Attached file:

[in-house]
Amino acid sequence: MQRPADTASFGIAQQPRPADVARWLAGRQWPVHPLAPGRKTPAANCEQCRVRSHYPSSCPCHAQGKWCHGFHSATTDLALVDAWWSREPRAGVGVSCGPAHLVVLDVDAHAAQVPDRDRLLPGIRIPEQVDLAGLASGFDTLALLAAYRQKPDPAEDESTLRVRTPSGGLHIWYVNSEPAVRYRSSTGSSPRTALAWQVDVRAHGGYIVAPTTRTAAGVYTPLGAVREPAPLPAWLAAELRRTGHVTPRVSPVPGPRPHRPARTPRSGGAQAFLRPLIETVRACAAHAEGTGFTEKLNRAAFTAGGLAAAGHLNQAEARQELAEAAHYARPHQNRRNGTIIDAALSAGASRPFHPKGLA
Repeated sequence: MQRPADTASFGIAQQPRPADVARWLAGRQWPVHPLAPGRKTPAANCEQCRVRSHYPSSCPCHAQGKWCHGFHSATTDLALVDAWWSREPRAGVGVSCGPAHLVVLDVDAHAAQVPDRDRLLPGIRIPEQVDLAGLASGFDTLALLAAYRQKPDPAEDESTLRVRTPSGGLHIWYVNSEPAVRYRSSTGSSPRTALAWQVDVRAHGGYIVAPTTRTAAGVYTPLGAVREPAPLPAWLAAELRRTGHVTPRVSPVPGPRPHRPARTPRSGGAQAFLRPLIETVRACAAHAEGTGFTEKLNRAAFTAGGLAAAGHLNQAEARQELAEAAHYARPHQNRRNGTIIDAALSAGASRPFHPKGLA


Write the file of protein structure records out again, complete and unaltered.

[in-house]
Amino acid sequence: MQRPADTASFGIAQQPRPADVARWLAGRQWPVHPLAPGRKTPAANCEQCRVRSHYPSSCPCHAQGKWCHGFHSATTDLALVDAWWSREPRAGVGVSCGPAHLVVLDVDAHAAQVPDRDRLLPGIRIPEQVDLAGLASGFDTLALLAAYRQKPDPAEDESTLRVRTPSGGLHIWYVNSEPAVRYRSSTGSSPRTALAWQVDVRAHGGYIVAPTTRTAAGVYTPLGAVREPAPLPAWLAAELRRTGHVTPRVSPVPGPRPHRPARTPRSGGAQAFLRPLIETVRACAAHAEGTGFTEKLNRAAFTAGGLAAAGHLNQAEARQELAEAAHYARPHQNRRNGTIIDAALSAGASRPFHPKGLA
Repeated sequence: MQRPADTASFGIAQQPRPADVARWLAGRQWPVHPLAPGRKTPAANCEQCRVRSHYPSSCPCHAQGKWCHGFHSATTDLALVDAWWSREPRAGVGVSCGPAHLVVLDVDAHAAQVPDRDRLLPGIRIPEQVDLAGLASGFDTLALLAAYRQKPDPAEDESTLRVRTPSGGLHIWYVNSEPAVRYRSSTGSSPRTALAWQVDVRAHGGYIVAPTTRTAAGVYTPLGAVREPAPLPAWLAAELRRTGHVTPRVSPVPGPRPHRPARTPRSGGAQAFLRPLIETVRACAAHAEGTGFTEKLNRAAFTAGGLAAAGHLNQAEARQELAEAAHYARPHQNRRNGTIIDAALSAGASRPFHPKGLA